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Measure to the center of the seatpost saddle cradle. You can measure either all the way to the steering axis, or simply measure from the center of the post to the cradle center, which is usually given as the seatpost offset. (seatpost offset + seatpost to steerer axis + stem forward extension = total saddle to bar measurement (to the reference, not to the nose of the saddle)
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Old 07-20-17, 09:15 PM
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Or you could tape a small object onto you seat and by trial and error, find where your sit-bones are.

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Old 07-20-17, 09:26 PM
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I had a Fizik Antares VS saddle and I adjusted it a hundred different ways and I could never get comfortable on it. First you should make sure you have the height of the saddle correct. The best way to find your set back is to adjust your fore/aft so you have knee over pedal. Everyone is different, but I finally gave upon the Fizik and got a Specialized Power Saddle and finally found saddle nirvana.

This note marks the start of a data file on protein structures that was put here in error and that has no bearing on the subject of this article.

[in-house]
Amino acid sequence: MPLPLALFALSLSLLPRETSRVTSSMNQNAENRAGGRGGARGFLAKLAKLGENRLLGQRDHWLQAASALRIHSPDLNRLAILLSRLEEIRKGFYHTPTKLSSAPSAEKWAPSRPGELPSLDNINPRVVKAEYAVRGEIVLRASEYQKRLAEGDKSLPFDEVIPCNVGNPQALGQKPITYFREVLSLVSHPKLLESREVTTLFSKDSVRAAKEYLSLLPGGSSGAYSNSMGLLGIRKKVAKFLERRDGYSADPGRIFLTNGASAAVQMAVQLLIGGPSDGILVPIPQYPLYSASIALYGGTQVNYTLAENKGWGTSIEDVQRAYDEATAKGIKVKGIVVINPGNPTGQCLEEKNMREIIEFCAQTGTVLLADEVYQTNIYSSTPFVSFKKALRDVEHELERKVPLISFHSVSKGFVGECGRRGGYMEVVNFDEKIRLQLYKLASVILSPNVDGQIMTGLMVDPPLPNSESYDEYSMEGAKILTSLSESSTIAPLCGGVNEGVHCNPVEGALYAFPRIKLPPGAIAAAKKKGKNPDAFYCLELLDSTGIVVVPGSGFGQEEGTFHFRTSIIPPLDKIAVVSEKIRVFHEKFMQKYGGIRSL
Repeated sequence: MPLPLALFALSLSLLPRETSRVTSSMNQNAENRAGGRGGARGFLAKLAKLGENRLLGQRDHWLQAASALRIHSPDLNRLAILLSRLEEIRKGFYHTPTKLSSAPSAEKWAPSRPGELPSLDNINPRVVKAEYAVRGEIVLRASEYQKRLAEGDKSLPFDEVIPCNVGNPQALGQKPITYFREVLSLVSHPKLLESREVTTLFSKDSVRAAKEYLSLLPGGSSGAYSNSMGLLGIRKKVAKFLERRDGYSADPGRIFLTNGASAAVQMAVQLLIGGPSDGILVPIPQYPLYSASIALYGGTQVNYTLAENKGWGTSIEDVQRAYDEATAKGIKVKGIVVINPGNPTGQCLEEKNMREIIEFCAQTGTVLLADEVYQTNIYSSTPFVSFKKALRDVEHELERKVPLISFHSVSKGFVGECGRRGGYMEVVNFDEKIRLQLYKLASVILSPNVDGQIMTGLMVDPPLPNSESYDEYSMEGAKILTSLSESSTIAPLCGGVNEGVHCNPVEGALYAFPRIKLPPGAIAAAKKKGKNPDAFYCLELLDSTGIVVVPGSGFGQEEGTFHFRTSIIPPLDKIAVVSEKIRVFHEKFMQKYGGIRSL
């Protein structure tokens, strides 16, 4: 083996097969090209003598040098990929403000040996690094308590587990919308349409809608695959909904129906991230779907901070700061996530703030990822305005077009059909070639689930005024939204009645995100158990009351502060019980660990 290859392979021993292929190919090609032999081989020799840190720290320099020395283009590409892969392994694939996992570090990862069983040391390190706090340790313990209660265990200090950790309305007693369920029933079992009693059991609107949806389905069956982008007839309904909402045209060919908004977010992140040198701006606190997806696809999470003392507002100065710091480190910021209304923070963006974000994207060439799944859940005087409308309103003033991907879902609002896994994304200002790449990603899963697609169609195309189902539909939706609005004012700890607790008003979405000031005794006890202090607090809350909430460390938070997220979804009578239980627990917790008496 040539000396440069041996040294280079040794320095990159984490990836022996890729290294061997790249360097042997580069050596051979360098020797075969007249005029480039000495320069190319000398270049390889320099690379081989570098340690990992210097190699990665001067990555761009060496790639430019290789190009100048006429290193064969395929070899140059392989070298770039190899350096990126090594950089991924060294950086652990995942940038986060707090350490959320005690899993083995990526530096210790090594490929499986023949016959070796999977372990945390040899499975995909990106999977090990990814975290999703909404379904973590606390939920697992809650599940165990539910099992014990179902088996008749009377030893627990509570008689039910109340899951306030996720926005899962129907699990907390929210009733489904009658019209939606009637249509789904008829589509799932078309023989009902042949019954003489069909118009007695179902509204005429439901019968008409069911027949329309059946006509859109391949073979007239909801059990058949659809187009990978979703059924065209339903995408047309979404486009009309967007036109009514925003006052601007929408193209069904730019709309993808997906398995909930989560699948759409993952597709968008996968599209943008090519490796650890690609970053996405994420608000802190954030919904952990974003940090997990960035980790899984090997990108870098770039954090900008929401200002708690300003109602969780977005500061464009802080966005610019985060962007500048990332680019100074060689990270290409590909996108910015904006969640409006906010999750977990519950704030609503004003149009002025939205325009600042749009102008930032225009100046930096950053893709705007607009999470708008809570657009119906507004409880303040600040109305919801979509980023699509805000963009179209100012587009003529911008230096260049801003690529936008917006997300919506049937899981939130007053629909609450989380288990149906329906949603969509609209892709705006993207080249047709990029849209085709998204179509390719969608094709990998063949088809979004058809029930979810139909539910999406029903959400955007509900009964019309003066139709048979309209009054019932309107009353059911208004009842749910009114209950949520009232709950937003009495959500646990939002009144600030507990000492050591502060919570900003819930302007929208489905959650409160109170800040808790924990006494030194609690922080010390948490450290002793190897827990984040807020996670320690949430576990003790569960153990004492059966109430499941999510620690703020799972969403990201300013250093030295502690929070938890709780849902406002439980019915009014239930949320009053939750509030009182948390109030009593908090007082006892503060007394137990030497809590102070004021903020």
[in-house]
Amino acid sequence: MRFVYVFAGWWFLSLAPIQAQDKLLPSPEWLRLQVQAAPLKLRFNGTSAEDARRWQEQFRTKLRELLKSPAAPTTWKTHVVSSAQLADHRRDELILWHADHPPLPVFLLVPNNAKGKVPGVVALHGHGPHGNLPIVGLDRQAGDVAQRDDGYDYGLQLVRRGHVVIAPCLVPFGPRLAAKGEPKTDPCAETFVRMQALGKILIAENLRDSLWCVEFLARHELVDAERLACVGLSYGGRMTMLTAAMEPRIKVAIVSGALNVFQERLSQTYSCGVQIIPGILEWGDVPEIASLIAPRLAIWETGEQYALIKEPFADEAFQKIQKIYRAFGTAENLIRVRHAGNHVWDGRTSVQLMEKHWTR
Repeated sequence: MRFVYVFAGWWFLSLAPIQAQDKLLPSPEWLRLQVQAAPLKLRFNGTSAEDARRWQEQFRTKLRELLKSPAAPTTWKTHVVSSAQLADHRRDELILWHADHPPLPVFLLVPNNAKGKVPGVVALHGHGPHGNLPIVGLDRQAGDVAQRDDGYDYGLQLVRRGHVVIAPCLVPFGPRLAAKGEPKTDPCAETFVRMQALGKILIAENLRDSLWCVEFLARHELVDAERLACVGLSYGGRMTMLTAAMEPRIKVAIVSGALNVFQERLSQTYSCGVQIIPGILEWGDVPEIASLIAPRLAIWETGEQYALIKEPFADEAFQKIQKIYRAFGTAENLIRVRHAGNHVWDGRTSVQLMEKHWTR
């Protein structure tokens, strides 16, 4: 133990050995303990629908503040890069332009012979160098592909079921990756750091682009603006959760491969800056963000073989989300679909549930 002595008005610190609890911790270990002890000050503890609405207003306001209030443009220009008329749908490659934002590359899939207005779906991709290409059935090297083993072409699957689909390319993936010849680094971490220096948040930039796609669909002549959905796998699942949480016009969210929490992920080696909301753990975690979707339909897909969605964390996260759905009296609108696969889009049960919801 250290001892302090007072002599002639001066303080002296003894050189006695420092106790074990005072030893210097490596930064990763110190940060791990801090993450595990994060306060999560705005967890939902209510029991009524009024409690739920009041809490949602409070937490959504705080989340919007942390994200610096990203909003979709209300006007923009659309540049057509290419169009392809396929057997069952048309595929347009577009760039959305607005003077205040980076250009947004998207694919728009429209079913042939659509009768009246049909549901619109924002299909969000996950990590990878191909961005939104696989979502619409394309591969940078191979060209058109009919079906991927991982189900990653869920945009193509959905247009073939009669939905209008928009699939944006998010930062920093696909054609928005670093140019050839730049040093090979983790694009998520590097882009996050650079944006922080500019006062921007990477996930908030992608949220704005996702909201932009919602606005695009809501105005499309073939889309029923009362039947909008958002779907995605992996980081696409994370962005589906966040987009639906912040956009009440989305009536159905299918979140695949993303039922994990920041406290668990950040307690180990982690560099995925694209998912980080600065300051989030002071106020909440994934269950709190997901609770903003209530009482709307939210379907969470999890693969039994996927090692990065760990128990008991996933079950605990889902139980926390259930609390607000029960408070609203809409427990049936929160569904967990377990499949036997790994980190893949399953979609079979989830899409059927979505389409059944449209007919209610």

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Old 07-20-17, 10:12 PM
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One rides bicycles for decades in order to possibly, someday get the saddle position right. The whole point of bicycling is not to get exercise, not to go fast, not to ride long distances and most assuredly not to climb big hills. It is to someday get the saddle position right. When that is accomplished, then you can start working on your bars.

Originally Posted by LAJ
No matter where I go, here I am...
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Old 07-20-17, 11:27 PM
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And the thing is that obviously recumbent riders are doing it totally wrong. Their knees are so far out of the correct position, well it's like they're 90° out of position. It's a wonder their knees don't all fall off. But if they could get their knees in the right position, the bike would be balanced on the front wheel and the drive wheel wouldn't even be touching the ground, so that's not going to work either. Plus whatever they're sitting on, not only is it in the wrong position, it's most certainly not even a saddle.